Arnold Willcox of Bethesda, Md., hasn't always been so lucky in the racing game.
The retired businessman has been involved in two major thoroughbred ventures. The first was a partnership that broke up, leaving Willcox disgruntled. The second was a business relationship that left Willcox as the plaintiff in a lawsuit.
From the divided partnership, Willcox wound up with an undistinguished mare named Sleeping Beauty. From his other venture, Willcox acquired two shares in an obscure stallion named Top Command. And then, from the mating of these two animals, Willcox became the owner of the colt who may win today's rich, prestigious Travers Stakes against the best-known 3-year-olds in America.
Five Star Flight showed immense promise in New Jersey last fall and in Florida this winter. "Even with my limited sophistication," the owner said, "I could see he was special. He had unlimited potential."
An injury kept Five Star Flight out of the Triple Crown events, but he has finally realized his potential this summer and, simultaneously, has become very lucky. Two weeks ago at Monmouth Park, when he faced the formidable Lord Avie in the toughest test of his career, he emerged as the only speed horse in the field and galloped to a five-length victory.
The conditions appear to be in his favor again Saturday, even though he is taking on all of the toughest 3-year-olds in America.
The 112th running of the Travers epitomizes what this race is supposed to be: a true championship event for 3-year-olds at the classic distance of 11/4 miles. Many racing purists feel that the Triple Crown races come too early in the year to be definitive, but by midsummer most 3-year-olds have developed and matured.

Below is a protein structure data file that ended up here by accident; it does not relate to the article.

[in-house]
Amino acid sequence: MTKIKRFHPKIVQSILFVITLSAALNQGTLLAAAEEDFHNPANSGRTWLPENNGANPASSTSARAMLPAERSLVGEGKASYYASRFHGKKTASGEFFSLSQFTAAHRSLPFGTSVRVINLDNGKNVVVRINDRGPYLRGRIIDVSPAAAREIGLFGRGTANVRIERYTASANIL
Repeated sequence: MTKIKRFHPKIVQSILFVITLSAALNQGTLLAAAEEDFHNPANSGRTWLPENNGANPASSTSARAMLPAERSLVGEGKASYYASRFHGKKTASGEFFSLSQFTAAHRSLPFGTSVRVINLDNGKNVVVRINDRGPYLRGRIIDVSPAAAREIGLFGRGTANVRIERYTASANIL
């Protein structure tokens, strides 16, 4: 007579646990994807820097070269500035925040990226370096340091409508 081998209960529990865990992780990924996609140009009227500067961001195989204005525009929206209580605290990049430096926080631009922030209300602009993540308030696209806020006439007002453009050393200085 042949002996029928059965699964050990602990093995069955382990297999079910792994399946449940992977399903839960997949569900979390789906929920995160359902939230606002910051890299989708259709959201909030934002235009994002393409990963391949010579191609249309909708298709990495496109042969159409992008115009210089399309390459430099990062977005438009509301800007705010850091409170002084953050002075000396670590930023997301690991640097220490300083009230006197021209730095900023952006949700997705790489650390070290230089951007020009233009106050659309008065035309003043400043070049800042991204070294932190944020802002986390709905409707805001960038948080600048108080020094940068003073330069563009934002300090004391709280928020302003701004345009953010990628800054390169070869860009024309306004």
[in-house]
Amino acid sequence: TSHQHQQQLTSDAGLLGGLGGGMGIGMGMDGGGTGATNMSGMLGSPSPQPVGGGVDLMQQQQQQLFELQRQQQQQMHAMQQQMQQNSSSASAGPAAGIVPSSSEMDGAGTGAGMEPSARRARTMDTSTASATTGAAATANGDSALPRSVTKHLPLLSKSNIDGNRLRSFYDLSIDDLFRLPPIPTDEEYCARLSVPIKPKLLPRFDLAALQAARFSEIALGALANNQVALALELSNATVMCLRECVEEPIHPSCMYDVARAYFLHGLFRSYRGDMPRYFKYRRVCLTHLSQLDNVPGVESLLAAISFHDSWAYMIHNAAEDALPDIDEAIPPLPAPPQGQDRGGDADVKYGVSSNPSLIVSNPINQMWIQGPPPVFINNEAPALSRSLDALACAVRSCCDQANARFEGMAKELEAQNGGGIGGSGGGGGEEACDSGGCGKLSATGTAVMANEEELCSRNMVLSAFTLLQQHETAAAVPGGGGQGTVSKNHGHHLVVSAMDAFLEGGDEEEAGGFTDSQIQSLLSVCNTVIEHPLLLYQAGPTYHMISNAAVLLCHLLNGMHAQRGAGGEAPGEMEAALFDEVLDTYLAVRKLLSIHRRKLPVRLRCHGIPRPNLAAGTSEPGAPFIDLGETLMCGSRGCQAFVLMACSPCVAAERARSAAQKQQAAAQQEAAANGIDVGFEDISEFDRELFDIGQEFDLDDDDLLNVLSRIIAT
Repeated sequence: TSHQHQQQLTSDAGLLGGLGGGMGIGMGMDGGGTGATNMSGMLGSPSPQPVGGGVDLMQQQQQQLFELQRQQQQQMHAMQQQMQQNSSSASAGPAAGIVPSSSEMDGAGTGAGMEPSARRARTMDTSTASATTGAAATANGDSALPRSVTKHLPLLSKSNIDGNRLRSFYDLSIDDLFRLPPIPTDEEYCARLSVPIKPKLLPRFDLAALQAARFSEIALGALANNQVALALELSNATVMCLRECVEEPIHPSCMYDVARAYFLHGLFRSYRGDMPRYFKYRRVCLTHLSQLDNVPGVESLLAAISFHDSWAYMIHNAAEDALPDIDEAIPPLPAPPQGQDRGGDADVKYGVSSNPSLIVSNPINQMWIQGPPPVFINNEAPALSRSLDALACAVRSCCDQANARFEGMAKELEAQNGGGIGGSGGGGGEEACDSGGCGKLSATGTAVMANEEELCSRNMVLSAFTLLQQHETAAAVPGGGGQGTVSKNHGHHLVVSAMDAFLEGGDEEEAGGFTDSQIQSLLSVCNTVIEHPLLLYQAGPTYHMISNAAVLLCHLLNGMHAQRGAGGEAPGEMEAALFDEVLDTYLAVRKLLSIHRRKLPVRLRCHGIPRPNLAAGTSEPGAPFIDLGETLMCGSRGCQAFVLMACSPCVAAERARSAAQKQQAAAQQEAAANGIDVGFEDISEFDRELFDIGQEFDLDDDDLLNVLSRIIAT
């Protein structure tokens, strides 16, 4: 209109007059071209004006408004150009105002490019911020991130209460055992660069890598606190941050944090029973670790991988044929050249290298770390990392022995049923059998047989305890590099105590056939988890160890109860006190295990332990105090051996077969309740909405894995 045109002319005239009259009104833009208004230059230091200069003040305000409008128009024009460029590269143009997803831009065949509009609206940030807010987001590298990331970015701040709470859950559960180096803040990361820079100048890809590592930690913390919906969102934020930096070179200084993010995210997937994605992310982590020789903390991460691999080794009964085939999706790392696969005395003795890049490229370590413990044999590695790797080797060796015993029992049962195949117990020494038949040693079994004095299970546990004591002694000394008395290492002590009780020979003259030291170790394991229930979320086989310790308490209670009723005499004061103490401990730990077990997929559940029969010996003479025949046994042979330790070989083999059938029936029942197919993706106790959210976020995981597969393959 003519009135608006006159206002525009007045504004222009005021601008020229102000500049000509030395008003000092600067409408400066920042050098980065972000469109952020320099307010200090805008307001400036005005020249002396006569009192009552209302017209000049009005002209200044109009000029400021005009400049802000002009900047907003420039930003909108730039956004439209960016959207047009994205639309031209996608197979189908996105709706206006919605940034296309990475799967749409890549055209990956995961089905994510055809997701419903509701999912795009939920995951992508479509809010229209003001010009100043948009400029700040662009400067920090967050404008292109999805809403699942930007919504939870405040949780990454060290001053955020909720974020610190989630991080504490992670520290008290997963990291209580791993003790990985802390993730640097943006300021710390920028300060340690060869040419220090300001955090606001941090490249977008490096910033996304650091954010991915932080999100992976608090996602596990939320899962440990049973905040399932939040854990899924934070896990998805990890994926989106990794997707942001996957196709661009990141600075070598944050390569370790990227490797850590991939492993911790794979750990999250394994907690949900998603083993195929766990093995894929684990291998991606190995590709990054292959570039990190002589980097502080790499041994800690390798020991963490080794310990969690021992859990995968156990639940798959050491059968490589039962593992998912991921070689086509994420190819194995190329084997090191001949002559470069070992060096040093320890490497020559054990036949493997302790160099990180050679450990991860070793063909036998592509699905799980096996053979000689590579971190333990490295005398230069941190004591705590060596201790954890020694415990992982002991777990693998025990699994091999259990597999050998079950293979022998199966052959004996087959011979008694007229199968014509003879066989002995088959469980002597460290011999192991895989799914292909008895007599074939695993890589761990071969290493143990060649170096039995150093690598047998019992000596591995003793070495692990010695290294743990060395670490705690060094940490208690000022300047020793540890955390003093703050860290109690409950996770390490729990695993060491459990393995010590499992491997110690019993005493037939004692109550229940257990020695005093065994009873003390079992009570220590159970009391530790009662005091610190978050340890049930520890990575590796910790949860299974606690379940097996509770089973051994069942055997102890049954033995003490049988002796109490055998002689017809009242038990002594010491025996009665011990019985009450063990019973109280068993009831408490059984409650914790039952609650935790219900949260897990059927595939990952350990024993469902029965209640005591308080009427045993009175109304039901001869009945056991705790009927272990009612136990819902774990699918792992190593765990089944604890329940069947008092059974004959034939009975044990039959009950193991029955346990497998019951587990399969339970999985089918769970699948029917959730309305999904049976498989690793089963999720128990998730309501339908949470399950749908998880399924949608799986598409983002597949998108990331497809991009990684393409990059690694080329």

The field on Saturday matches the horses who won this spring's Triple Crown races (Pleasant Colony and Summing) with those who missed those big races because of injuries (Lord Avie and Five Star Flight), and with those who were simply late bloomers (such as Noble Nashua).
Pleasant Colony will be the favorite because he ran his best races in the most publicized 3-year-old classics, the Kentucky Derby and the Preakness. But he comes into the Travers after a 10-week absence from competition and with the same lack of versatility that hurt him in the Belmont Stakes. He is a one-dimensional stretch runner, and his new jockey, Angel Cordero Jr., must hope the race develops perfectly for him.
Lord Avie was a vastly overrated colt when he won the 2-year-old championship last season. But the injury that kept him out of the Triple Crown series may have been a blessing. Other horses, such as Buckpasser and Tom Fool, missed those demanding races, got time to grow and develop, and emerged as great champions in the fall.
Lord Avie has looked like a much more legitimate racehorse this summer. But, like Pleasant Colony, he has no speed and no versatility. "We'll be dead last on the backside in the Travers," trainer Danny Perlsweig predicted.
Earlier in the year, Noble Nashua had appeared to be a one-dimensional speed horse, and not an especially good one at that. He finished ninth in the Kentucky Derby. But trainer Jose Martin did a masterful job changing the colt's style. Noble Nashua came from off the pace to win two stakes, then missed by only two lengths against older horses in the Whitney Stakes here.
Martin wants Noble Nashua to come from behind in the Travers, but like the other trainers in the field, he worried about the likelihood that Five Star Flight will get an uncontested early lead. And he did something about it.
The Flying Zee Stable, which owns Noble Nashua, spent $500,000 to acquire a 3-year-old colt named Triocala, who may be the fastest sprinter of his generation, and entered him in the Travers.
Neither Willcox nor trainer Ben Perkins sounds intimidated by this tactic. "Five Star Flight doesn't have to have the lead," the owner said, and the record suggests that he is somewhat tractable. Jockey Craig Perret figures to be sitting second behind Triocala and to inherit a big lead when the pacesetter collapses while the stretch-runners are wending their way through traffic.
While the Travers should develop favorably for him, one thing could make the conditions even more auspicious. When the Saratoga racing strip has become wet this season, it has become so extraordinarily speed-favoring that front-runners never seem to get tired and stretch-runners have no chance. The Weather Bureau says there is a 70 percent chance of rain Saturday.